CANADA FX DEBT-C$ firms, helped by rise in producer prices

Mon Feb 3, 2014 9:55am EST

* Canadian dollar at C$1.1059 or 90.42 U.S. cents
    * Bond prices lower across the maturity curve

    By Leah Schnurr
    TORONTO, Feb 3 (Reuters) - The Canadian dollar strengthened
against the greenback on Monday to its highest level in a week,
helped by a bigger than expected rise in producer prices and as
investors consolidated after recent declines.
    The recent weakness in the Canadian dollar helped producer
prices rise by 0.7 percent in December, data showed, with higher
energy prices also contributing to the gain. Economists had
forecast an increase of 0.3 percent. Raw materials prices also
rose. 
    "Those are both leading indicators of what we can expect
with inflation down the road, so with those being on the hotter
side of things, it's a welcome development when we've had any
sort of inflation in terms of consumer prices be on the soggy
side of expectations lately," said Scott Smith, senior market
analyst at Cambridge Mercantile Group in Calgary.
    The Bank of Canada said late last month that it has become
more concerned about weak inflation. Expectations that the
central bank will likely keep policy to the dovish side, has
sparked a sell-off in the loonie in recent months.
    In monetary policy parlance, a dovish central bank would not
be keen to raise interest rates. Higher interest rates
customarily strengthen free-floating currencies, such as the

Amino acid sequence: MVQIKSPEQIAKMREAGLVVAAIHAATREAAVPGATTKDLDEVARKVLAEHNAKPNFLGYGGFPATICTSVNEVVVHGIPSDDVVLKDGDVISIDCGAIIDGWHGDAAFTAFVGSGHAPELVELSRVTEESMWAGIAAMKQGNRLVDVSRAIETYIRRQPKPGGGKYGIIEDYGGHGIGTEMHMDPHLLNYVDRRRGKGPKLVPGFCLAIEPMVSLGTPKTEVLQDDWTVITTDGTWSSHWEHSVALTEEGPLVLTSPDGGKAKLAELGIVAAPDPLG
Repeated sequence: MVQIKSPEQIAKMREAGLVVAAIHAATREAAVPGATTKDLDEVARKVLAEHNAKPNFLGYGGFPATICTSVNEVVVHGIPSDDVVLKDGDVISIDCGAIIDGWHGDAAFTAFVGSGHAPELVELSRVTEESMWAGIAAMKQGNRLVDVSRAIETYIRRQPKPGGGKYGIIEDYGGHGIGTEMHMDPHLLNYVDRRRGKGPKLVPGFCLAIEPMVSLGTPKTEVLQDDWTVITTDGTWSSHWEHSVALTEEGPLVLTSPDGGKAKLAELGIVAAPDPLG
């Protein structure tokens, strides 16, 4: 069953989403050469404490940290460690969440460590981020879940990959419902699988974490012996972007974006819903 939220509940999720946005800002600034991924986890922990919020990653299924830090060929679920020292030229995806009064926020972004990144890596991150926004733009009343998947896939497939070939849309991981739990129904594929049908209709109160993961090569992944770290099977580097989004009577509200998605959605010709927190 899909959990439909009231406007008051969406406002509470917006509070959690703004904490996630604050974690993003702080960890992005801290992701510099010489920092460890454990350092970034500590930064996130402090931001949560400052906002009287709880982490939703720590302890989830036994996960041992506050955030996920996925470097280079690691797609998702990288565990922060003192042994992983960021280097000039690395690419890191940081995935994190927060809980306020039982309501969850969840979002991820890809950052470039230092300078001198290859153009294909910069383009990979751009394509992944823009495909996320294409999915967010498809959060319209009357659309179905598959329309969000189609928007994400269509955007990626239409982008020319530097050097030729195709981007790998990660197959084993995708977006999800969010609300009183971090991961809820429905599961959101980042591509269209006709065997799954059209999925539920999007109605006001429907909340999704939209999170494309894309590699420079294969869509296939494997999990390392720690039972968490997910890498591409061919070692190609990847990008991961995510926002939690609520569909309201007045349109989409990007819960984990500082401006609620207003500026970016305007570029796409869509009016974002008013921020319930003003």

Canadian dollar, because deposits would yield higher returns.
     "While producer prices and raw materials aren't really top
tier economic data and the Bank of Canada probably doesn't put a
big weight on them, it does bode well in terms of the overall
outlook for inflation moving forward and how the Bank of Canada
will react to that," said Smith.
    The data was the first release in a busy economic calendar
this week, which will culminate in the closely watched
unemployment report on Friday. Hiring is expected to pick up in
January after the economy unexpectedly shed jobs the month
before. 
    The Canadian dollar was at C$1.1059 to the
greenback, or 90.42 U.S. cents, stronger than Friday's close of
C$1.1138, or 89.78 U.S. cents.
    The currency had notched fresh 4-1/2-year lows in each of
the past four sessions. In the first month of the year, the U.S.
dollar appreciated by nearly 5 percent against the loonie.
    The Canadian dollar briefly broke through the
psychologically important C$1.12 area on Friday before bouncing
back higher. That the currency was not able to sustain the move
past C$1.12 helped the loonie gain some strength on Monday, said
Smith.
    "The trade has been a little crowded for a while, we needed
a little washout and reset," said Smith. "So it's along the
lines that we expect a little bit of a consolidation here until
we see the catalyst for the next move higher" for the U.S.
dollar-Canadian dollar pairing.
    The Canadian dollar saw limited reaction to data overseas
that pointed to a weak start to the year for China's economy as
business conditions for manufacturers worsened in January.
Still, euro zone factories saw their best month since mid-2011.
 
    Canadian government bond prices were lower across the
maturity curve, with the two-year off 3 Canadian
cents to yield 0.965 percent and the benchmark 10-year
 down 27 Canadian cents to yield 2.374 percent.
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